” . . . .
Philippines-born Bobis, who lives in Canberra, came to Australia as a student 25 years ago, taught creative writing at Wollongong University for 20 years, and is the author of novels, stories, poetry and radio dramas in English, Filipino and her native language, Bikol.
Locust Girl grew out of her concern for the people and nature in both her countries, which has led her to work with the International Water Project, leading a community in the Philippines to tell stories about the dying river that supplies their water.
“We think there is a border between us and the non-human world,” she says. “We think of water only as a resource, but we’re looking at how to teach people to care for water, and how to help students reimagine water.”
Thinking about climate change, poverty, terrorism, globalisation, she says, “I wondered how I could write about all this and make a big issue come alive in a small story, so that even a child could understand.”
. . . . .
The State Library of New South Wales is a large reference and research library open to the public. It is the oldest library in Australia, being the first library established in New South Wales.
Following is a write-up by the State Library about the Christina Stead Prize:
About the Prize
The Christina Stead Prize ($40,000) is offered for a book of fiction.
The award may be made for a novel or a collection of stories.
A collection of stories may contain some previously published work. In such a case the judges will determine whether the new work is sufficient, in quantity and quality, to merit an award. It is the nominator’s responsibility to clearly identify previously published material.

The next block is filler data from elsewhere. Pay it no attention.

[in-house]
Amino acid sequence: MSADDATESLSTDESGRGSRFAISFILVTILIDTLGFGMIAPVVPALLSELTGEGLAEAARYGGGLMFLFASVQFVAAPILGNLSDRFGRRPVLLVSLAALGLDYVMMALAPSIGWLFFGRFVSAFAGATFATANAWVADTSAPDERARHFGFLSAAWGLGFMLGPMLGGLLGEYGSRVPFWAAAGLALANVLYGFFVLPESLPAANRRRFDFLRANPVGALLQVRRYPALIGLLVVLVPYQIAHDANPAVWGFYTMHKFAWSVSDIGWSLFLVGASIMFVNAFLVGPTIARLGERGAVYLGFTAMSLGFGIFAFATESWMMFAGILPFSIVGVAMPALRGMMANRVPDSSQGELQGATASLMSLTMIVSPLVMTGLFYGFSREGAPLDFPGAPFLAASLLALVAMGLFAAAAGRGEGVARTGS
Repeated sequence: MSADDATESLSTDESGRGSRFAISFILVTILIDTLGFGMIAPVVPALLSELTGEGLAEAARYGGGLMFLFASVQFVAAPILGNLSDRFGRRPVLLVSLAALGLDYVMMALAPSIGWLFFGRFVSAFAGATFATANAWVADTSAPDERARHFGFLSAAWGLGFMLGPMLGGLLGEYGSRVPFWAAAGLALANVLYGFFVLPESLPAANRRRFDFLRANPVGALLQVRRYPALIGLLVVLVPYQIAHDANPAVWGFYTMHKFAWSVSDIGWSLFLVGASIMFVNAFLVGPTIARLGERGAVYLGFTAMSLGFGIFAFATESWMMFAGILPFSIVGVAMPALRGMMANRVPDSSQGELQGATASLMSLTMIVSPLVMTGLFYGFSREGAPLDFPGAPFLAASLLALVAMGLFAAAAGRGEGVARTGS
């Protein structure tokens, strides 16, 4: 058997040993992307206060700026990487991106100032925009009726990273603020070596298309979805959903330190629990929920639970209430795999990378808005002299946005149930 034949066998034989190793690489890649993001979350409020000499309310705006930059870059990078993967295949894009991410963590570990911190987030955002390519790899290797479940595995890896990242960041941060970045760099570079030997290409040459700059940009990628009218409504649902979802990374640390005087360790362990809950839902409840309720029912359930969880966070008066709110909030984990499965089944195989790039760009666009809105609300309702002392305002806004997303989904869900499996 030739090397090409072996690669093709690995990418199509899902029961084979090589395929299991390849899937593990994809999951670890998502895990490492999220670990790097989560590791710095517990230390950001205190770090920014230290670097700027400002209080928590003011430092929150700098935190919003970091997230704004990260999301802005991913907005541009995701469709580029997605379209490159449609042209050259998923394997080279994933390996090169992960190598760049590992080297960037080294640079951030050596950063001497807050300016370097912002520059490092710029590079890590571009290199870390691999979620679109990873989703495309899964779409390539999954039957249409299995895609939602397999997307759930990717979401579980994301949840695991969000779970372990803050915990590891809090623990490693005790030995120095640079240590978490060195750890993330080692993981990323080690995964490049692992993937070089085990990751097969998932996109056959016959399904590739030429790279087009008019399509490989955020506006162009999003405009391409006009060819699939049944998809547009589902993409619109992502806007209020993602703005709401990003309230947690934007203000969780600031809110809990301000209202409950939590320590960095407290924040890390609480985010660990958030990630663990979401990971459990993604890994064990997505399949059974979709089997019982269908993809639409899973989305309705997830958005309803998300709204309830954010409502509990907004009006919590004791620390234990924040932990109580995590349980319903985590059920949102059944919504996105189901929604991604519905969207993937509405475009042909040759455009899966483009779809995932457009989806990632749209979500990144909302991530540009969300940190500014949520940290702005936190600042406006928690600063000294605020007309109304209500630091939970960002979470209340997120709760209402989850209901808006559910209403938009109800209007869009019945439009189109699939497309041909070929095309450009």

Works of creative non-fiction, including fictionalised memoirs, are eligible for consideration under this category, but not under the Douglas Stewart Prize. Works of multiple authorship, including anthologies, are not eligible for nomination.
About Christina Stead
The award commemorates Christina Ellen Stead (1902-1983), Australian novelist and short-story writer. Stead was born in Rockdale, New South Wales. She published fifteen novels beginning with The Salzburg Tales and Seven Poor Men of Sydney (1934). Her most well-known novel The Man Who Loved Children (1940) was based on her childhood in Sydney. Stead lived most of her life overseas, in Europe and the U.S., but retained a strong sense of national identity, reviewing Australian novels for the New York Times Book Review and keeping up with news from Australia through family correspondence. Her work, including several volumes of short stories, is acclaimed for her satirical wit. Stead’s literary popularity in Australia increased significantly after her return in 1974. The same year she received the inaugural Patrick White Literary Award to recognise her lifetime achievement.